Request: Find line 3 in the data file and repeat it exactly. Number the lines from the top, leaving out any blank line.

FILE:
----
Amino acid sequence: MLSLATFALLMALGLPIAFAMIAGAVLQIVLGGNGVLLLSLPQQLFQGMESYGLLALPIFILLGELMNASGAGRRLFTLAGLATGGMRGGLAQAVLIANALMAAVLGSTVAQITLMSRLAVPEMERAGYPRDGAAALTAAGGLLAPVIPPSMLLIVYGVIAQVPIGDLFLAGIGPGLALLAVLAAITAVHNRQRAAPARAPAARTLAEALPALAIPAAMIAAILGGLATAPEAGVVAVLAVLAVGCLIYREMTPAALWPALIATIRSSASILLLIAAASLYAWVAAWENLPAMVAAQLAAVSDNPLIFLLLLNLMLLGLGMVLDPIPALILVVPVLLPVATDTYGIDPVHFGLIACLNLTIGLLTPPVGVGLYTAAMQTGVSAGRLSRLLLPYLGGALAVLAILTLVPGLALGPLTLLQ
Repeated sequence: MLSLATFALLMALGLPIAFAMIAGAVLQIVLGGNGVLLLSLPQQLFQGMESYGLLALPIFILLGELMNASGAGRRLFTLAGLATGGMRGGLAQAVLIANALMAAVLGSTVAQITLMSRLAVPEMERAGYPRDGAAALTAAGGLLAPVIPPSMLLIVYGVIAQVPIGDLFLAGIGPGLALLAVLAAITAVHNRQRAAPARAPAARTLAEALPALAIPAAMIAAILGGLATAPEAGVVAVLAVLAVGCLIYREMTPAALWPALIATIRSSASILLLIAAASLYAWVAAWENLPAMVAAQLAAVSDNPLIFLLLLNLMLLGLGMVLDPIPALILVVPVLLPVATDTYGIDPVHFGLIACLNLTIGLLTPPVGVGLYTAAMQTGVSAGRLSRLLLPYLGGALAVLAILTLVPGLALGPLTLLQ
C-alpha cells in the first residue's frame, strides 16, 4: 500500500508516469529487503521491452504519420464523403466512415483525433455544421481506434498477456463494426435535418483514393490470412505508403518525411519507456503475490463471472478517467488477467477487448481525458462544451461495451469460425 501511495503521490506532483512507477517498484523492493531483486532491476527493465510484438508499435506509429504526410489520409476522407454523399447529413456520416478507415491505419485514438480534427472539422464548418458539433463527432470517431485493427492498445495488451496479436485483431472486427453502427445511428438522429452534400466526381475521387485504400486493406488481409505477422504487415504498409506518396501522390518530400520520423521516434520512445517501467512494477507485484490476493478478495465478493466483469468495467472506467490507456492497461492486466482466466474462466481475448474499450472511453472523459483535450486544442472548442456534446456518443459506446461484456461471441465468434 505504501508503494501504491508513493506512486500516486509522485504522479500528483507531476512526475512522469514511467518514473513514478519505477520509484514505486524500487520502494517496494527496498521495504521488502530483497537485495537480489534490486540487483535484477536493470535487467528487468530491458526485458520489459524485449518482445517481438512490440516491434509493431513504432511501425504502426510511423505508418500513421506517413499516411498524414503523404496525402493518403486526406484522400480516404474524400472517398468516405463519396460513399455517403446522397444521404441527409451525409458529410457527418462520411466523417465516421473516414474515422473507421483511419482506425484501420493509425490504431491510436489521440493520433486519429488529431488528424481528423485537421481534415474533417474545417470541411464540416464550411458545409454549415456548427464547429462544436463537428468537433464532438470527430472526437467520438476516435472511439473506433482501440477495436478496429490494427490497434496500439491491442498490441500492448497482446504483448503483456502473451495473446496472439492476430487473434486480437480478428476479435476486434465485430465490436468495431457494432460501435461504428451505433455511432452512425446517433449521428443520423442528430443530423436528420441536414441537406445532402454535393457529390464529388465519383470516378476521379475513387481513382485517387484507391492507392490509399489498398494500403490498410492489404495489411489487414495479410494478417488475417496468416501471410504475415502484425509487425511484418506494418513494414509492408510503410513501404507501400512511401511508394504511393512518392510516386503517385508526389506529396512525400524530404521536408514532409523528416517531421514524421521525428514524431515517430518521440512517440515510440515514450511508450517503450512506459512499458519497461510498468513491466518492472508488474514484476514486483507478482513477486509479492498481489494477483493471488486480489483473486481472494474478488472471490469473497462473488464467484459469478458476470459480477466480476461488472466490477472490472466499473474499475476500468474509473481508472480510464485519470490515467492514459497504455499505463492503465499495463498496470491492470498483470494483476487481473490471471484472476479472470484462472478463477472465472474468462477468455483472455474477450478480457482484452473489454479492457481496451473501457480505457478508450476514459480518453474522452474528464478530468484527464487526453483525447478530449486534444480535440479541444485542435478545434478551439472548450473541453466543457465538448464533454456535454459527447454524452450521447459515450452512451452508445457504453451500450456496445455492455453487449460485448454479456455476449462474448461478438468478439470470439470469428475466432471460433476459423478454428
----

C-alpha cells in the first residue's frame, strides 16, 4: 500500500508516469529487503521491452504519420464523403466512415483525433455544421481506434498477456463494426435535418483514393490470412505508403518525411519507456503475490463471472478517467488477467477487448481525458462544451461495451469460425 501511495503521490506532483512507477517498484523492493531483486532491476527493465510484438508499435506509429504526410489520409476522407454523399447529413456520416478507415491505419485514438480534427472539422464548418458539433463527432470517431485493427492498445495488451496479436485483431472486427453502427445511428438522429452534400466526381475521387485504400486493406488481409505477422504487415504498409506518396501522390518530400520520423521516434520512445517501467512494477507485484490476493478478495465478493466483469468495467472506467490507456492497461492486466482466466474462466481475448474499450472511453472523459483535450486544442472548442456534446456518443459506446461484456461471441465468434 505504501508503494501504491508513493506512486500516486509522485504522479500528483507531476512526475512522469514511467518514473513514478519505477520509484514505486524500487520502494517496494527496498521495504521488502530483497537485495537480489534490486540487483535484477536493470535487467528487468530491458526485458520489459524485449518482445517481438512490440516491434509493431513504432511501425504502426510511423505508418500513421506517413499516411498524414503523404496525402493518403486526406484522400480516404474524400472517398468516405463519396460513399455517403446522397444521404441527409451525409458529410457527418462520411466523417465516421473516414474515422473507421483511419482506425484501420493509425490504431491510436489521440493520433486519429488529431488528424481528423485537421481534415474533417474545417470541411464540416464550411458545409454549415456548427464547429462544436463537428468537433464532438470527430472526437467520438476516435472511439473506433482501440477495436478496429490494427490497434496500439491491442498490441500492448497482446504483448503483456502473451495473446496472439492476430487473434486480437480478428476479435476486434465485430465490436468495431457494432460501435461504428451505433455511432452512425446517433449521428443520423442528430443530423436528420441536414441537406445532402454535393457529390464529388465519383470516378476521379475513387481513382485517387484507391492507392490509399489498398494500403490498410492489404495489411489487414495479410494478417488475417496468416501471410504475415502484425509487425511484418506494418513494414509492408510503410513501404507501400512511401511508394504511393512518392510516386503517385508526389506529396512525400524530404521536408514532409523528416517531421514524421521525428514524431515517430518521440512517440515510440515514450511508450517503450512506459512499458519497461510498468513491466518492472508488474514484476514486483507478482513477486509479492498481489494477483493471488486480489483473486481472494474478488472471490469473497462473488464467484459469478458476470459480477466480476461488472466490477472490472466499473474499475476500468474509473481508472480510464485519470490515467492514459497504455499505463492503465499495463498496470491492470498483470494483476487481473490471471484472476479472470484462472478463477472465472474468462477468455483472455474477450478480457482484452473489454479492457481496451473501457480505457478508450476514459480518453474522452474528464478530468484527464487526453483525447478530449486534444480535440479541444485542435478545434478551439472548450473541453466543457465538448464533454456535454459527447454524452450521447459515450452512451452508445457504453451500450456496445455492455453487449460485448454479456455476449462474448461478438468478439470470439470469428475466432471460433476459423478454428